How to Make the Cheesy, Bacony, Baguette-Sandwiched Father’s Office Burger

Chef Sang Yoon accepts no substitutions at his LA restaurants. Will you abide in your own kitchen?

March 4, 2022 11:22 am
The Father's Office burger from Sang Yoon's Los Angeles restaurant
The famous Office Burger from Father's Office.
Father's Office

Before chef Sang Yoon owned Father’s Office in Santa Monica, he was a regular there. At the time, the bar was one of the few places where you could get craft beer in the city. The problem? It didn’t have a kitchen.

“When I took it over in 2000, there were no gastropubs at the time or chef-driven burgers,” Yoon tells InsideHook. “I loved it, but it was just a small dive bar serving mainly beer. I wanted to serve food but keep it streamlined.” Drawing on years of working in fine dining, Yoon set out to create something unique that would work in the dive bar setting — and the restaurant’s now-signature Office Burger was born. 

Along with the burger, he offered a series of Spanish tapas-inspired dishes, but it was the burger — no substitutions! — that put Father’s Office on the map, and arguably kicked off a trend of chef-driven burgers that remains a crackling competition. Even with all the acclaim, the Father’s Office burger has remained the same: baguette bun, dry-aged beef, caramelized onion, bacon, gruyère, blue cheese and arugula. Double cheese, no brioche, never a leaf of romaine, and certainly no ketchup. Although Yoon has since explained that their no-substitution policy was due to the tiny size of his kitchen and a lack of ingredients on hand, the hard-line policy helped other chefs adopt similar stances, too — eat the food how it comes, or go someplace else. People kept coming to Father’s Office, though.

Over the past two decades, the restaurant has become one of Los Angeles’ most beloved institutions, and with that kind of demand always comes the potential for expansion. After venturing into Culver City for a second location circa 2008, Yoon set his sights on the Arts District back in 2017, but it took until early 2020 for the long-awaited eastside location to finally manifest. Of course, a whole pandemic interrupted the new spot’s early progress, but as of November 2021, Yoon’s latest installment is back in business, grilling up burgers and cooking up plenty of other dishes for downtown’s foodie denizens.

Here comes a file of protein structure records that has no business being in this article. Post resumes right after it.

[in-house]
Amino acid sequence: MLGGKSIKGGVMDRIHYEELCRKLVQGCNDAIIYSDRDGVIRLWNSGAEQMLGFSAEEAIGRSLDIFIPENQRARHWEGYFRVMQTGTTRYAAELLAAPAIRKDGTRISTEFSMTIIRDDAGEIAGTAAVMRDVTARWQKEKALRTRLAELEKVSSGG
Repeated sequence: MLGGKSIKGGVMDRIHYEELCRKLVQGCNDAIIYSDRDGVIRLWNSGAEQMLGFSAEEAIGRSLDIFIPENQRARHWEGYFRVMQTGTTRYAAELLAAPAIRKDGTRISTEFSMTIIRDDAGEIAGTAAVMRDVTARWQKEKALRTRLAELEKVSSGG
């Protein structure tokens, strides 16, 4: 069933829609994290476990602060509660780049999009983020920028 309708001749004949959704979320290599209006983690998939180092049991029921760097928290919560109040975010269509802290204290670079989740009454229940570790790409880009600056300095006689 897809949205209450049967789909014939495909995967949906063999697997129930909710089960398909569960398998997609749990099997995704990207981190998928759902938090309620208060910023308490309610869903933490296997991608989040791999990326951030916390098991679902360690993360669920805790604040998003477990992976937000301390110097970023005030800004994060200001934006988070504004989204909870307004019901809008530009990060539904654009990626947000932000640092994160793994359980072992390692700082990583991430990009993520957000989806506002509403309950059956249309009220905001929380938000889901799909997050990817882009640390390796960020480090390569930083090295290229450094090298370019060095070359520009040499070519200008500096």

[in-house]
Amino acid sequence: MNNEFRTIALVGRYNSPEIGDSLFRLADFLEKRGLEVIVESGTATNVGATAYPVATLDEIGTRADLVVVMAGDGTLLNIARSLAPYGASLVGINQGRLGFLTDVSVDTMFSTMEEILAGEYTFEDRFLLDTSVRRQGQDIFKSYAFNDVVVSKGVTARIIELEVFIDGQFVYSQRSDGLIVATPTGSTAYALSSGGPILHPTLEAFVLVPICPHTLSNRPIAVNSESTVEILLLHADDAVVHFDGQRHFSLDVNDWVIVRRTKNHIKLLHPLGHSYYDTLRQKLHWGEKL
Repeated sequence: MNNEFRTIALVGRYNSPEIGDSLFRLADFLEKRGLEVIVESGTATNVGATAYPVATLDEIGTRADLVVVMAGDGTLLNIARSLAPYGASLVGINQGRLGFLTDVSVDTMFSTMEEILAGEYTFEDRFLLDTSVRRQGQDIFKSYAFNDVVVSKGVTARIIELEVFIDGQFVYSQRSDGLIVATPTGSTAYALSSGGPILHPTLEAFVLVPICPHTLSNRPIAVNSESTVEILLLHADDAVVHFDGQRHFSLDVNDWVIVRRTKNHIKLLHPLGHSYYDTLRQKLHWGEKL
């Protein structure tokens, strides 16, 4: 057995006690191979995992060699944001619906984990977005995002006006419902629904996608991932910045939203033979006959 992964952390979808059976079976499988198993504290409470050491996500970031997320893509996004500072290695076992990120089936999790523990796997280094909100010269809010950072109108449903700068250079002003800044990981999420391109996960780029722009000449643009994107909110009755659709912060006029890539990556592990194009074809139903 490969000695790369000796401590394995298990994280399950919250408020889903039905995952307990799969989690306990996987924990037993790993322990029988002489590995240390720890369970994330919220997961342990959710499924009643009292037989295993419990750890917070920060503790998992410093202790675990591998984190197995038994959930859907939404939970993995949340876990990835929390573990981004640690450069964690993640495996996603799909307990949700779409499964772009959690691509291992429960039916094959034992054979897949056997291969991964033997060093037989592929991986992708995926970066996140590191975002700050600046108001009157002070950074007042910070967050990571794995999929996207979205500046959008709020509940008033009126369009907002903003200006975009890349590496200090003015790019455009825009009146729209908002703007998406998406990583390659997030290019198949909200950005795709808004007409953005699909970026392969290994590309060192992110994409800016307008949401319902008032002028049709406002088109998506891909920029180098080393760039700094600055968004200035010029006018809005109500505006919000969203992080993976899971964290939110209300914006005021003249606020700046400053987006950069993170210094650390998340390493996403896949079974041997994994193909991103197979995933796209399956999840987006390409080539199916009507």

Chef Sang Yoon of Father's Office.
Chef Sang Yoon of Father’s Office.
Courtesy of Sang Yoon

The classic burger will always be on the menu, but Yoon also says he’s been “experimenting” with a new burger that would be “exclusive to the Arts District location of Father’s Office” and to “stay tuned.” In the meantime, how can you bring this chef’s burger skills into your own home? The answer is simple, really: just stick to Yoon’s well-balanced template, and make sure your beef is high-grade.

“I like a burger that’s simple and well edited, where each ingredient serves a purpose,” he says. “That and high-quality meat. When developing the Father’s Office burger, I was thinking of my favorite steak — a dry-aged ribeye from Peter Luger’s — and decided to dry-age our own beef. It’s a practice we continue to this day.” 

While this month’s recipe doesn’t include instructions on how to dry-age beef, it’s got all the other information you need to recreate the Office Burger in your own home. Follow along for an impressive Friday night meal or the perfect lazy Sunday evening plate. And remember, in this instance, fries come separately.

Chef Sang Yoon’s Original Office Burger Recipe


  • 2 pounds of ground beef chuck (Father’s Office dry-ages the beef) 
  • Kosher salt and pepper to taste 
  • 4 mini baguettes, split 
  • 4 ounces gruyère cheese, shredded (about half a cup)
  • 4 ounces Maytag blue cheese, crumbled (about half a cup)
  • 2 cups baby arugula 
  • 6 strips dried bacon 
  • 2 onions 
  • Vegetable oil
  • Olive oil
  • Butter


For the compote: 

Chop the onions into long strips. Slowly caramelize the onions in a mixture of olive oil and butter, about 1 teaspoon per onion. When they’re golden-brown and jammy, add the dried cured bacon.

For the patties: 

Preheat a grill to medium-high heat and brush the grates with vegetable oil. Form the beef into four one-inch thick oblong patties and season to taste with salt and pepper. Grill four to five minutes each side for medium.

For the burger:

Toast the baguettes and brush with butter. Assemble the burgers on the baguette by topping the grilled patties with the gruyere, blue cheese, onion-bacon compote and arugula.


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